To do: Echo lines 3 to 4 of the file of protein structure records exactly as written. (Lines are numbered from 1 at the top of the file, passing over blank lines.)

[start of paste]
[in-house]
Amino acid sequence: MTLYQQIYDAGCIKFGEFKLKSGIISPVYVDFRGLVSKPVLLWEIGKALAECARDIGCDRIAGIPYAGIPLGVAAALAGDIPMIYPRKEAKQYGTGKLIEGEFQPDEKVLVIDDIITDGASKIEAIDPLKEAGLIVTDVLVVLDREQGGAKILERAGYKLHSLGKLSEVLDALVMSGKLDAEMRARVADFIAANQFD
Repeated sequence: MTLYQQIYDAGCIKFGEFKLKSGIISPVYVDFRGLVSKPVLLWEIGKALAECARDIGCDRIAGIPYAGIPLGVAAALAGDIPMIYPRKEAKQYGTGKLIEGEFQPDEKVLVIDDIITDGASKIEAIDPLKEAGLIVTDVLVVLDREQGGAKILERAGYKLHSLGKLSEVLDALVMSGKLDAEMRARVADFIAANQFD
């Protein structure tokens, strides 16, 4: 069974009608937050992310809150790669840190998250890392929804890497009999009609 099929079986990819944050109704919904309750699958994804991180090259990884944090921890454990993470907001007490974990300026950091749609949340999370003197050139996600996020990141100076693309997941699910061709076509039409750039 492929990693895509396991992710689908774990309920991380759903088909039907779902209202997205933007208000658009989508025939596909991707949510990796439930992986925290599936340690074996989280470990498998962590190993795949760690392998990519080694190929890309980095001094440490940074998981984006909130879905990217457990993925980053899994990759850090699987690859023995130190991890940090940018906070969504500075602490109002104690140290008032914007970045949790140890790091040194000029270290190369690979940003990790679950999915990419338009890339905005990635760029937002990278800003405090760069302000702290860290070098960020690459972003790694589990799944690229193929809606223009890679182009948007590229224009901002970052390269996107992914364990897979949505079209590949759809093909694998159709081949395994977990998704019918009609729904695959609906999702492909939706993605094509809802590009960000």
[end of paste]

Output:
Repeated sequence: MTLYQQIYDAGCIKFGEFKLKSGIISPVYVDFRGLVSKPVLLWEIGKALAECARDIGCDRIAGIPYAGIPLGVAAALAGDIPMIYPRKEAKQYGTGKLIEGEFQPDEKVLVIDDIITDGASKIEAIDPLKEAGLIVTDVLVVLDREQGGAKILERAGYKLHSLGKLSEVLDALVMSGKLDAEMRARVADFIAANQFD
């Protein structure tokens, strides 16, 4: 069974009608937050992310809150790669840190998250890392929804890497009999009609 099929079986990819944050109704919904309750699958994804991180090259990884944090921890454990993470907001007490974990300026950091749609949340999370003197050139996600996020990141100076693309997941699910061709076509039409750039 492929990693895509396991992710689908774990309920991380759903088909039907779902209202997205933007208000658009989508025939596909991707949510990796439930992986925290599936340690074996989280470990498998962590190993795949760690392998990519080694190929890309980095001094440490940074998981984006909130879905990217457990993925980053899994990759850090699987690859023995130190991890940090940018906070969504500075602490109002104690140290008032914007970045949790140890790091040194000029270290190369690979940003990790679950999915990419338009890339905005990635760029937002990278800003405090760069302000702290860290070098960020690459972003790694589990799944690229193929809606223009890679182009948007590229224009901002970052390269996107992914364990897979949505079209590949759809093909694998159709081949395994977990998704019918009609729904695959609906999702492909939706993605094509809802590009960000």